Music as arousal regulation is based on the belief that music has effects both on emotional and physiological aspects of a person. Therefore, music becomes the perfect tool to either amp an athlete up or to calm them down before or after a competition or workout. (Karageorghis, 2) Fast paced, up tempo music is typically used to amp an athlete up, whereas, calming slower music is used to calm nerves and help them to focus. Peoples physical bodies respond to the music itself; listening to music increases electrical activity of various regions of the brain even when we remain completely still. (Jabr, 4) From an emotional standpoint, arousal regulation operates through the use of imagery. Athletes create images within their own minds, based on associations they have with a particular song or artist. People can become immersed in an entirely different reality while listening to a particular song and this can help to increase endurance and motivate an individual. (Jabr, 4) “Really just internalizing, kind of seeing what I have to do on the field position wise, and what certain situations present themselves.”

(Sorenson, 11)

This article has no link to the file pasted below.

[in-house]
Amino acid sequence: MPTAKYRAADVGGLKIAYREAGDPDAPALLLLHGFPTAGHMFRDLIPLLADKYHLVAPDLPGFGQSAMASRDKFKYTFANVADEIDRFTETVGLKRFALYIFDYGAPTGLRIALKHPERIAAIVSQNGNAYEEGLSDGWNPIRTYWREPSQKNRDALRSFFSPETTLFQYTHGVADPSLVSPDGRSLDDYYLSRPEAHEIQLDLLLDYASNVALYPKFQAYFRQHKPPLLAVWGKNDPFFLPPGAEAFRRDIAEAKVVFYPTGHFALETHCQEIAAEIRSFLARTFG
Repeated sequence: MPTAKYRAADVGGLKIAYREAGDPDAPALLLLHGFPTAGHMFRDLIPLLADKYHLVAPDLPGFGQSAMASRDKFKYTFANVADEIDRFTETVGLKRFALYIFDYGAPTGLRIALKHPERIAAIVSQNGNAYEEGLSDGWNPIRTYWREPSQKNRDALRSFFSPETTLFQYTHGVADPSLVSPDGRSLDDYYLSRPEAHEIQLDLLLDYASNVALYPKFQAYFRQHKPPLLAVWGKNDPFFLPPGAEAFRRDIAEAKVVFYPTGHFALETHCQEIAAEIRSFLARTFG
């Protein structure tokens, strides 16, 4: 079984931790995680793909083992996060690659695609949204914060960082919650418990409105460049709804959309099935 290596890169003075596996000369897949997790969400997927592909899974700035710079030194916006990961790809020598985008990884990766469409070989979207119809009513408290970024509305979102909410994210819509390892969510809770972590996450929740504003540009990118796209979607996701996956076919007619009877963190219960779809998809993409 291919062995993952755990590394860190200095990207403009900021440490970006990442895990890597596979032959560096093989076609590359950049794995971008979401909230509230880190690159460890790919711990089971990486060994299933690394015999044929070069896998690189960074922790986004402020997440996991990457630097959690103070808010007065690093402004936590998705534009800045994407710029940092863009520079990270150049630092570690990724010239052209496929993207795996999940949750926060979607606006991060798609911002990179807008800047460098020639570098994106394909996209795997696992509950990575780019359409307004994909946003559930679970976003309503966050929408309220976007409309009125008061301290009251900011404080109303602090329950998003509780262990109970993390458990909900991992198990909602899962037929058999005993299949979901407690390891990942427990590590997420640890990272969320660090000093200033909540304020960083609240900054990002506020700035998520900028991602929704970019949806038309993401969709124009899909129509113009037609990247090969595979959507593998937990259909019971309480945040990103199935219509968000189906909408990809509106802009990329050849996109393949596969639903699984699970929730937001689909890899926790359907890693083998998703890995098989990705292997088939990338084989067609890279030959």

Closely related to arousal regulation is synchronization. The basic theory of which is that synchronizing repetitive movement to the rhythm of music will increase levels of work output. (Karageorghis, 3) The body is already predisposed to react to musical stimulus, so the synchronization of movement to the music would be like putting oil into your car engine, it just makes things easier. Synchronization has to do with the rhythm of a song and occurs when we match our heart rate to a corresponding frequency or bpm level. (Karageorghis, 3) The human body has an innate preference for the rhythm of 120 bpm, and an analysis of songs between the years 1960-1990 find this to be the most prevalent rhythm. However, while exercising, people tend to want a higher bpm. Studies vary on the exact number but the range is anywhere between 145 and 180 bpm for an effective synchronization pattern to occur. (Jabr, 3) A study performed among bicyclists found that when music was synchronized to their heart rates, they used 7 percent less oxygen to do the same amount of work compared to when arbitrary music was playing in the background. (Kargeorghis, 3)